Filipino STCW

The Philippines appears to be looking for a longer-term solution to certification problems, which could involve a global response via the IMO, writes Andrew Spurrier

Safety at Sea July 2014

The European Union's recent decision not to vote immediately for derecognition of the Standards of Training, Certification, and Watchkeeping for Seafarers (STCW) certification of Filipino seafarers was not as element as it first appeared.

Member states have decided to grant the Philippines more time to rectify deficiencies in its seafarer training programme but have warned that, in the absence of rapid results, they are still ready to derecognise SCTW certification of Filipino seafarers.

In fact, member states participating in a meeting of the EU Committee on Safe Seas (COSS) on 23 April declined to lift the threat of derecognition that has been hanging over Filipino seafarers for the past three years. Rather, they granted a stay of execution, and a short one at that.

According to a press release issued by its Manila bureau, the EU has given the Philippine authorities umil the end of July to demonstrate they have rectified deficiencies still outstanding in the country's seafarer training system and thus brought themselves into fuli compliance with the re¹uirements of the STCW Convention.

In particular, the EU said, the authorities would need to demonstrate that plans to audit the training system were actually being carried out and that there were sufficient ¹ualified personnel to monitor the country's maritime education and training institutions. "Failure to resolve any remaining issue may result in the loss of EU recognition," it warned.

Curiously, however, the release also announced that a new inspection of the Filipino seafarer training system would be carried out In October, which seems to suggest that no derecognition derision is likely to be taken until the European Maritime Safety Agency has written its report on that inspection.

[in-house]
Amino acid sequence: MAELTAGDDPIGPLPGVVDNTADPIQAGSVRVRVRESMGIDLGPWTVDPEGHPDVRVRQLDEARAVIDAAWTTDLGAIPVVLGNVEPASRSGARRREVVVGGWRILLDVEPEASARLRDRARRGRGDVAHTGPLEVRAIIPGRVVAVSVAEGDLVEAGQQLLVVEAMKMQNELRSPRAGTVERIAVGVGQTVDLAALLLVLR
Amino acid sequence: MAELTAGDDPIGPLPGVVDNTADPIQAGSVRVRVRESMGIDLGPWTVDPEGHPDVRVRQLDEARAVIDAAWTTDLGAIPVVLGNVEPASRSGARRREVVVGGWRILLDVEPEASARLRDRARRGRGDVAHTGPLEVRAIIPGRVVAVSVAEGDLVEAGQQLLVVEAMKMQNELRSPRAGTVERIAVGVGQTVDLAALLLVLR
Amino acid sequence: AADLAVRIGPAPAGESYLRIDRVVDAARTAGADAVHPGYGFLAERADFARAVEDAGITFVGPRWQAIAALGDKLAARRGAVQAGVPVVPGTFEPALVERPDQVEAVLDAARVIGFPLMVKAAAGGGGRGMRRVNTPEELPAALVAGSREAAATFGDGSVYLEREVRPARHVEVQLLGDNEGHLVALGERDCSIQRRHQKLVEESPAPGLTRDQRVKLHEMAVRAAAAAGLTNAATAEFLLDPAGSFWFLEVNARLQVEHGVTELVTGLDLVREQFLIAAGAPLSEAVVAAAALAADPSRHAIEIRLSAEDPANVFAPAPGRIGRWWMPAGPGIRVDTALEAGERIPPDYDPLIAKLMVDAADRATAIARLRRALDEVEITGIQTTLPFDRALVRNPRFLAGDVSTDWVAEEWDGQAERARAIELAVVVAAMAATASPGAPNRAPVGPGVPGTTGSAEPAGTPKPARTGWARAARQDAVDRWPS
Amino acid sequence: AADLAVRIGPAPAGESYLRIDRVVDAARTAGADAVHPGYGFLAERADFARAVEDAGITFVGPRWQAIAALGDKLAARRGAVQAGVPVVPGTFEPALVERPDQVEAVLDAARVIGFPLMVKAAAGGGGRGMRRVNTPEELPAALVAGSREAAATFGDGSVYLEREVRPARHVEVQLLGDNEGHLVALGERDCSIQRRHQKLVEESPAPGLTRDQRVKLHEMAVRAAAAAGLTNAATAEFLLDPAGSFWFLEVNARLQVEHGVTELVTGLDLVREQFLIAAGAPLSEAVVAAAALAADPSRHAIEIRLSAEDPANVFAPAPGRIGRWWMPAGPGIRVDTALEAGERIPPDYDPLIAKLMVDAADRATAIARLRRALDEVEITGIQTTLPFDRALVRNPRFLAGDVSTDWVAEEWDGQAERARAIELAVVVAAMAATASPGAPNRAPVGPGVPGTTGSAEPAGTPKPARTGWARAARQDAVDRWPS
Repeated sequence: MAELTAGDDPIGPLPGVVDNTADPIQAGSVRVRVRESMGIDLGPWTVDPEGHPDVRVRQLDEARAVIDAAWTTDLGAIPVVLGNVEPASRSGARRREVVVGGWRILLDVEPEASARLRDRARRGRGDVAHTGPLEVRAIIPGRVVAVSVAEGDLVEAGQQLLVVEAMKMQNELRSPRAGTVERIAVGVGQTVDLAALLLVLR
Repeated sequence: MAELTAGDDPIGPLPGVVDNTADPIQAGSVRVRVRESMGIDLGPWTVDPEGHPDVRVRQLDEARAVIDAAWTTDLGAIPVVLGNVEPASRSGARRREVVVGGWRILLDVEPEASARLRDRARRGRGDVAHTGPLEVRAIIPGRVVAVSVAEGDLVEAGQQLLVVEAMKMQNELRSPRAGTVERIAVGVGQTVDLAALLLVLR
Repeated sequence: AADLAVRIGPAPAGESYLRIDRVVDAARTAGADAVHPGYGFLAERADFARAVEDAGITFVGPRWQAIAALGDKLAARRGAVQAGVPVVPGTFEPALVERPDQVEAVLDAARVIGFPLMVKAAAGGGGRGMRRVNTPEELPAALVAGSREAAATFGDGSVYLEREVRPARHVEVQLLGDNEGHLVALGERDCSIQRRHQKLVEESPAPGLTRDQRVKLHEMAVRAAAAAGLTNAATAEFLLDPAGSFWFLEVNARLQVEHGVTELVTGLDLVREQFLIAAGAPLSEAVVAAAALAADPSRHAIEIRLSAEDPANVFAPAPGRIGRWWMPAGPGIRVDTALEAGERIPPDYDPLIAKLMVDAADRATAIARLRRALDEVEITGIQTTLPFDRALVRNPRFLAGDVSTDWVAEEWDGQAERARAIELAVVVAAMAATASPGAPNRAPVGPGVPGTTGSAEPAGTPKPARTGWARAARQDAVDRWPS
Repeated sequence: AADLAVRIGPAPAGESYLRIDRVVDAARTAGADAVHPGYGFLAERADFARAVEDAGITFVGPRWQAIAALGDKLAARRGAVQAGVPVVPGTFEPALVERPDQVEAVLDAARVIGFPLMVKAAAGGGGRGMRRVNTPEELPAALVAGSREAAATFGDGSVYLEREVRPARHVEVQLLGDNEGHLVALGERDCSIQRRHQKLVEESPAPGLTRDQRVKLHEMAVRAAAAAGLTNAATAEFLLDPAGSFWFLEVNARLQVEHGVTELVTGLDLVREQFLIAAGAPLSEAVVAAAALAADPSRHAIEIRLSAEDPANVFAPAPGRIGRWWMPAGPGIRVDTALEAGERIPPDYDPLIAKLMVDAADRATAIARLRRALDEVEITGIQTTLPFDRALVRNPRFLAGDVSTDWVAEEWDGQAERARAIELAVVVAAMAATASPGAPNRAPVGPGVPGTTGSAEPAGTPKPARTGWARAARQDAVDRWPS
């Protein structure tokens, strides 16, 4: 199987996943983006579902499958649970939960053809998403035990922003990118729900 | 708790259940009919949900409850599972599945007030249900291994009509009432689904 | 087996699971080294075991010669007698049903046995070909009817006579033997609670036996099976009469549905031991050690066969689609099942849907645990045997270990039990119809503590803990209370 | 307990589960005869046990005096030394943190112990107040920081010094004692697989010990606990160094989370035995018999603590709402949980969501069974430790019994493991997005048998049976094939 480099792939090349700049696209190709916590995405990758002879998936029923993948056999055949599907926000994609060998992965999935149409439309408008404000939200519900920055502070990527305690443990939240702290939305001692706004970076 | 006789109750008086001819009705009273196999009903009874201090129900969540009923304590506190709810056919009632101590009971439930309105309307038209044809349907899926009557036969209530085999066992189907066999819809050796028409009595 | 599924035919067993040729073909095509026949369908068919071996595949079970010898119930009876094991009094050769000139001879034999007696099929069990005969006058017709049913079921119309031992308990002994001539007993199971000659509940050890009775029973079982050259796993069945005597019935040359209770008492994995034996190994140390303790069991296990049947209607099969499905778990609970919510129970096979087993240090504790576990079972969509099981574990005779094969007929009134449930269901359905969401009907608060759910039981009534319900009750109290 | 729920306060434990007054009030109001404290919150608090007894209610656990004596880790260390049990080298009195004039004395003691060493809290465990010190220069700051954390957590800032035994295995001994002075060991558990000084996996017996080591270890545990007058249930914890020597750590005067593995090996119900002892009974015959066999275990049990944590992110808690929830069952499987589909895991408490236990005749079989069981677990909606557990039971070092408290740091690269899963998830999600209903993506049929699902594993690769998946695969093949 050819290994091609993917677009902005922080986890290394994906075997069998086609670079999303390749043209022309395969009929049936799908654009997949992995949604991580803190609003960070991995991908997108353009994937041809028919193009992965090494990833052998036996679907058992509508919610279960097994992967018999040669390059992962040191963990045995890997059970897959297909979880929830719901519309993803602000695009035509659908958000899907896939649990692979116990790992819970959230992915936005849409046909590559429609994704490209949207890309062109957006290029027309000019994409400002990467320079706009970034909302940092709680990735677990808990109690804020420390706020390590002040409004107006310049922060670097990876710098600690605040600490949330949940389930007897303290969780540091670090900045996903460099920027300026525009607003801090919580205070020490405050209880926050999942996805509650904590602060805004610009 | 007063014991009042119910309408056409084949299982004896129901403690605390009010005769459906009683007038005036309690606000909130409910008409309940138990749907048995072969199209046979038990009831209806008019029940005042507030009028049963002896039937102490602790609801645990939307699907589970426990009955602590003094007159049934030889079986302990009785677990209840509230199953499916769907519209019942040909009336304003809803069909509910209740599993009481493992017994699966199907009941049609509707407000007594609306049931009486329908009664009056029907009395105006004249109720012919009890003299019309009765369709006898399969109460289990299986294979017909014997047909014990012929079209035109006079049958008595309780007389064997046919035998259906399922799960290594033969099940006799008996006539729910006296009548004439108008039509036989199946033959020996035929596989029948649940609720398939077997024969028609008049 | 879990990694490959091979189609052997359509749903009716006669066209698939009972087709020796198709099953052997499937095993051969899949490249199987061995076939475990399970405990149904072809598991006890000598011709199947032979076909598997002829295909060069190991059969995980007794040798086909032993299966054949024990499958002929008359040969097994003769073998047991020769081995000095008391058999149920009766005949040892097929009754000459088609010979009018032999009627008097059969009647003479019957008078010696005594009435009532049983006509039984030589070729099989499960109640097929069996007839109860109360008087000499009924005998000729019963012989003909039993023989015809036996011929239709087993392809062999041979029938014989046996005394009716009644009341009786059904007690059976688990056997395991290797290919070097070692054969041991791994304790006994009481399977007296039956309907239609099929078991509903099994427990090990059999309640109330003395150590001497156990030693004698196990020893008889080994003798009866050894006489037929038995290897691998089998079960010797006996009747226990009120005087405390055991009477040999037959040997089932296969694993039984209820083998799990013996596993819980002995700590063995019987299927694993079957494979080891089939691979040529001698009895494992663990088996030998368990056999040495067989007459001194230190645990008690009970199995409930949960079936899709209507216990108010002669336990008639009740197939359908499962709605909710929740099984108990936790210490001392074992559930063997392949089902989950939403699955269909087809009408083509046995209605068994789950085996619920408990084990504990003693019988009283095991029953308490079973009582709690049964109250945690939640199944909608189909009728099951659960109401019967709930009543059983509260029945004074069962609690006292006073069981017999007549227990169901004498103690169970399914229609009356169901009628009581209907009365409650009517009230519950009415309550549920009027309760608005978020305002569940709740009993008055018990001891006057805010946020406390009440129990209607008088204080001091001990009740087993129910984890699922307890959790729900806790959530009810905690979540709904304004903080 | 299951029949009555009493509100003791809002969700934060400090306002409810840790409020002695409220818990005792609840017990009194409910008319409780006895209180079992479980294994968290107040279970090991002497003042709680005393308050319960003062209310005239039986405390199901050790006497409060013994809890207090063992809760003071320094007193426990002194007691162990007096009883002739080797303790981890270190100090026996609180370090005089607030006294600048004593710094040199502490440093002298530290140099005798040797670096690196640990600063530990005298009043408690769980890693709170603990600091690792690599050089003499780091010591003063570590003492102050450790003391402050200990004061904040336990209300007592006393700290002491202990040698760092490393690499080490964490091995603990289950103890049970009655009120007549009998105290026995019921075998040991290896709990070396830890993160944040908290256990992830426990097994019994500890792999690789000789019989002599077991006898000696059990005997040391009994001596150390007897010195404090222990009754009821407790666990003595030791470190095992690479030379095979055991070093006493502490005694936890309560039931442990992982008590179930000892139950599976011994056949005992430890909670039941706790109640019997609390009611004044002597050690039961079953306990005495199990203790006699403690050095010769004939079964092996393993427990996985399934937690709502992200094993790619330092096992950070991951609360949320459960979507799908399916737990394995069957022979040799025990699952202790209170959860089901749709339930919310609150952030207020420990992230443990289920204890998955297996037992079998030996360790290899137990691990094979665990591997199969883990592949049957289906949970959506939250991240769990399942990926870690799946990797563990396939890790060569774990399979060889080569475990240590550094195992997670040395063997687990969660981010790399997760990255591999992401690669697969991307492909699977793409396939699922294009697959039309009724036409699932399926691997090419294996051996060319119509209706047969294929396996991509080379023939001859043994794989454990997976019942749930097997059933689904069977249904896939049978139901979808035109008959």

Taking account of the genera³ speed of EU decision-making machinery, this would seem to preclude any further decision on the derecognition issue until about this time next year, by which time a new European Commission and new European Parliament, perhaps with different approaches to the question, will have been installed following May's European Parliament elections.

At the same time, in its press release, the EU seemed to want to point the Philippines authorities to another possible way out of the current situation, inviting them to consider bringing the issue to the attention of the International Maritime Organization and to seek further technical assistance from the international community.

This would correspond with indications given by European Commission ofncials to IHS Maritime recently, that they considered

there was a case for a globat, rather than European, approach to the problem. One offlcial said the commission would like to see the issue come before the IMO maritime safety committee in October.

The commission appears to be in two minds on the issue. On the one hand, officials recognise that the Philippincs nas made "remarkable" effbrts to address the problems raised by the EU. On the other, they say the question of compliance with the STCW Convention is "technical" and, therefore "not politicatly negotiable". In other words, the EU is bound by its own legislation to ensure that the terms of the convention are respected.

The European Community Shipowners' Associations (ECSA), which warned the commission of thc dangers for the EU shipping sector of derecognising the certification of Filipino seafarers, recalled after the COSS decision that there were 15,000 Filipino masters and officers currently working on vessels registered in the EU.

Regarding the still-impending threat of derecognition, it preferred to take the view that everything would probably come out right in the end, arguing that the Philippines' maritime administration had already gone through a "paradigm shift" over the past two years.

ECSA secretary-general Patrick Verhoeven said: "We are conftdent that the authorities [in the Philippines] will do everything possible to ensure fuli implementation of the positive measures enacted."

ECSA itself would continue to play the role of' honest broker' between the Philippines administration and the European Commission, he said, even providing technical assistance to the Philippines in co-operation with EU member states.

"Together, we are undertaking all efforts to safeguard the EU recognition of the Philippines under the STCW Convention," he said. o